August, 1968, Chicago. It was the Summer of long hair, and long hot nights. Small wonder America would soon be in flames, when all the South Side was sleeping on the beach by Lake Michigan. Like London in the Underground, during war. And there was war. Guerrilla fighting on the streets, from the top of city monuments. War against the war, war against the shadows on the walls after dropping acid. War against the staid, complacent, uptight. We were mobilized for action by SDS. All the young were there, and we formed in lines in Grant Park and then as night fell, on Wabash Avenue against a line of police. The police put tape over their badge numbers; they couldn’t wait to charge; the sons of dark against the sons of light. The whole world was watching, we screamed, and they came. Vans were overturned, heads cracked in the melee. It was culture versus culture. It was Gettysburg.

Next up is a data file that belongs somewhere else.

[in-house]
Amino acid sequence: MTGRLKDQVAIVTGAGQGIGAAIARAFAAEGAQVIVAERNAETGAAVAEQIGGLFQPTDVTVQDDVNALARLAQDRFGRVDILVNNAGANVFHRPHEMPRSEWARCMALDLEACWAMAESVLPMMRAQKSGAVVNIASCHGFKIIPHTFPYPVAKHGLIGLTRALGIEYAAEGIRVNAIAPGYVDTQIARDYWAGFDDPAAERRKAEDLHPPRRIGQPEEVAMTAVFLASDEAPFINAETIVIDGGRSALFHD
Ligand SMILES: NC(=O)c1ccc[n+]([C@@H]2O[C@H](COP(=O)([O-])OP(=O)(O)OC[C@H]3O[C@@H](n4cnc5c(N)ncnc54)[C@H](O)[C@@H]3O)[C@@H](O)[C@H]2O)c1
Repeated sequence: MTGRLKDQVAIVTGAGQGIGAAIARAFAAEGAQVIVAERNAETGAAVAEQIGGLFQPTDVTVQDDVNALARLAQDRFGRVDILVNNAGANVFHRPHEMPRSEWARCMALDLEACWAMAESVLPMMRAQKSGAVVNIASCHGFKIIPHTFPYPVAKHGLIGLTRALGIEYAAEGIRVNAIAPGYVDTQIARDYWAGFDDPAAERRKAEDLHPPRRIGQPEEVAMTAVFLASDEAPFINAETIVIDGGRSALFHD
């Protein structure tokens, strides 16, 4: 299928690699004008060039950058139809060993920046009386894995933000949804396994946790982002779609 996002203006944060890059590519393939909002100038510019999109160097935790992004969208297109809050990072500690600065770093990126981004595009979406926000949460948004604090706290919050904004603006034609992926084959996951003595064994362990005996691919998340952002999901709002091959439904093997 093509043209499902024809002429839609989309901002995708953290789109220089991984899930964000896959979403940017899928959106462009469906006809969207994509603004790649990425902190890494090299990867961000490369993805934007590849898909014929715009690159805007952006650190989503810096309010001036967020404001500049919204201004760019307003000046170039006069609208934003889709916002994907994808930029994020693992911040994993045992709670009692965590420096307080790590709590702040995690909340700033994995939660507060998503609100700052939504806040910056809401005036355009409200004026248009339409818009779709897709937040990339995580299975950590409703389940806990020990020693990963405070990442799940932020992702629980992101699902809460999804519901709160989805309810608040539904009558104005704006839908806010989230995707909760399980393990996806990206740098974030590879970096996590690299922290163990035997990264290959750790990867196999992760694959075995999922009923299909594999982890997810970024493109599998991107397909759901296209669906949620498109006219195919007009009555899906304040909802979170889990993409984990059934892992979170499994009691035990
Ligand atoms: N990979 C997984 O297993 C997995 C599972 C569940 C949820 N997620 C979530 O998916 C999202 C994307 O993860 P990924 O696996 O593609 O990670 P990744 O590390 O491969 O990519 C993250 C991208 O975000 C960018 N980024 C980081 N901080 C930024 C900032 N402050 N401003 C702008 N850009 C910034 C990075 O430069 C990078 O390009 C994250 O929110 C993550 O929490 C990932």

I ran. I wasn’t a fighter, none of us were. We were musicians, poets, artists. My poetry was more than protest; it was my soul. I wanted it to outlive the flash of tonight and outdate the hippie kingdom. I went to the nearby Art Institute on Wednesday evenings for signal flares, and carried the light home and poured it, privately, on a page.
There were tents in Lincoln Park, during the Convention. Organizers of the protest hosted counter-culture events: poetry readings, guitar strumming on the grass. The night after the Charge of Wabash Avenue, I went to a reading. My poems weren’t ready to be seen, or heard. I stood in a throng of ourselves, certain of our cause, and hipness. Ignoring the buzz of chaos. A small, dark bearded man noticed me. Hey, he said. Hey, I said. He took my hand. No, man, I said. Loud. He was insulted. He was troubled, very unsure and disappeared into the mass. I went home.